The Cheviot

19 February 2024

As the previous incident was drawing to a close, Mountain Rescue were activated for a second time. A group of four young men, who were part of larger walking party, were unable to proceed when one of their party sustained a leg injury and was unable to weight bear. Soon after the activation through our SARCALL system, our duty controller was able to confirm that the group was near to the stile on the eastern edge of The Cheviot’s summit plateau.

With night falling the group were advised to seek some shelter, keep as warm as possible and hold their position until a Mountain Rescue hasty team arrived. Two local members were immediately deployed to the Harthope valley to proceed on foot from Langleeford Hope up onto The Cheviot, the highest hill in Northumberland. Response vehicles and further volunteers were also directed to the valley – quite a considerable drive from the previous incident’s location.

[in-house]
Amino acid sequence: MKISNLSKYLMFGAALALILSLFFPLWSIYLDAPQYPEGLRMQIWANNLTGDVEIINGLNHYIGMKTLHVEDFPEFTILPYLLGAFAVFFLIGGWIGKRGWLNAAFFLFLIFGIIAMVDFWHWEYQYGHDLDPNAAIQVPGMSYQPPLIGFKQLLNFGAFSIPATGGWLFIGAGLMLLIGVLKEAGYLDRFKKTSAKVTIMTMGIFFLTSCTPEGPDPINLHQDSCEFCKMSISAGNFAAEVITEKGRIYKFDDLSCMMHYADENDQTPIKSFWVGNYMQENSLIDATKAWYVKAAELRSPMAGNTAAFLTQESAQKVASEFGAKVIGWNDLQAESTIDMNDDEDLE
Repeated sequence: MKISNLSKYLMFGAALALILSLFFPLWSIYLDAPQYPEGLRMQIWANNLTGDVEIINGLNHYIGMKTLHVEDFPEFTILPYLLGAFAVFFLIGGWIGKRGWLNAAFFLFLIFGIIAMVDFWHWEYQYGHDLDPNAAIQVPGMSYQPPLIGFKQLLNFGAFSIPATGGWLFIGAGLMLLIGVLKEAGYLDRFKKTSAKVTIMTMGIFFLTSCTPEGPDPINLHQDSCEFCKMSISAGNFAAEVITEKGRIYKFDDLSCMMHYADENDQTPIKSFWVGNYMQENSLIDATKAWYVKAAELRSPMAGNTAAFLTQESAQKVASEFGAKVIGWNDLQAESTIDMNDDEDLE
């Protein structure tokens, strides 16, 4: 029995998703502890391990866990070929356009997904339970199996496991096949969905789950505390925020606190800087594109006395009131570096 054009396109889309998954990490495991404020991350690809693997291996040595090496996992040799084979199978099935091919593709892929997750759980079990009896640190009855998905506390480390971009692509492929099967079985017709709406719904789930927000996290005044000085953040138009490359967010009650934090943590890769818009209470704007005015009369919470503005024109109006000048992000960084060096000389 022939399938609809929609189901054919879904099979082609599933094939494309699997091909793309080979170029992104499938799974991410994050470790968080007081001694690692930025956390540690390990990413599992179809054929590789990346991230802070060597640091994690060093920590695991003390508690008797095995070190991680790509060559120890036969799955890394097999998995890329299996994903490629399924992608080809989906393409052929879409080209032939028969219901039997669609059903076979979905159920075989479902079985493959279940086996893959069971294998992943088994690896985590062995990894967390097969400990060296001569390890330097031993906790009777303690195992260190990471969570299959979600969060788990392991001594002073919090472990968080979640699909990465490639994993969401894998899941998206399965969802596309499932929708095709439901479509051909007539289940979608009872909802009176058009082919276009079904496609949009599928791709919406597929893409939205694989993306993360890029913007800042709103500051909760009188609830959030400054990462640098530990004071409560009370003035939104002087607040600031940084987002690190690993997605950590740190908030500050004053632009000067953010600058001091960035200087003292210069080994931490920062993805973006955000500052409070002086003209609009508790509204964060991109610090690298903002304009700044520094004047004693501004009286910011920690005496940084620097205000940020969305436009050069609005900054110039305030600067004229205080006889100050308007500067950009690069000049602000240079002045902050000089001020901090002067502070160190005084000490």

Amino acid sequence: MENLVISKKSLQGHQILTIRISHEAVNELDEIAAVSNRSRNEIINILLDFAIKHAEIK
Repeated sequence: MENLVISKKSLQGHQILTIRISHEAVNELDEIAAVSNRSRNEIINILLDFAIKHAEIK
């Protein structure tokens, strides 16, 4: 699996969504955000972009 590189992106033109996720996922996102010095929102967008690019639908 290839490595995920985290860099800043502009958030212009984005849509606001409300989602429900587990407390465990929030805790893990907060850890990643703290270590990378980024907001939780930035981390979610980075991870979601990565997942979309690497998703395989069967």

Given the travel time from Kielder and the information available all pointing towards a protracted stretcher evacuation from the summit plateau, the Border Search and Rescue Unit were also requested.

At shortly before 19.00hrs, the hasty team located the four walkers at approximately 750 metres on the steep climb just before the summit plateau. The walkers had become so cold they tried again to self rescue and were slowly making their way down the hill. After providing some additional clothing and confirming the injured party was able to continue without aggregating their injury further, everyone started to make their way off the hill. Another Mountain Rescue hill party continued to proceed towards the group with additional torches, warm layers and heat pads.

By 19.45hrs everyone was safely off the hill and the group of walkers were transported further down the valley to be checked over by the Ambulance crew on scene before being discharged. The group had done exactly the right thing by dialling 999 asking for the Police and requesting Mountain Rescue when it became clear they were in difficulty. All were very relieved and in good spirits by the time they got down, and acknowledged they had learnt a lot from their ordeal.

We would like to thank the Border Search & Rescue Unit and Lilburn Estates for their willingness to assist with this incident.

The incident involved 31 Team members for 4 hours 40 minutes.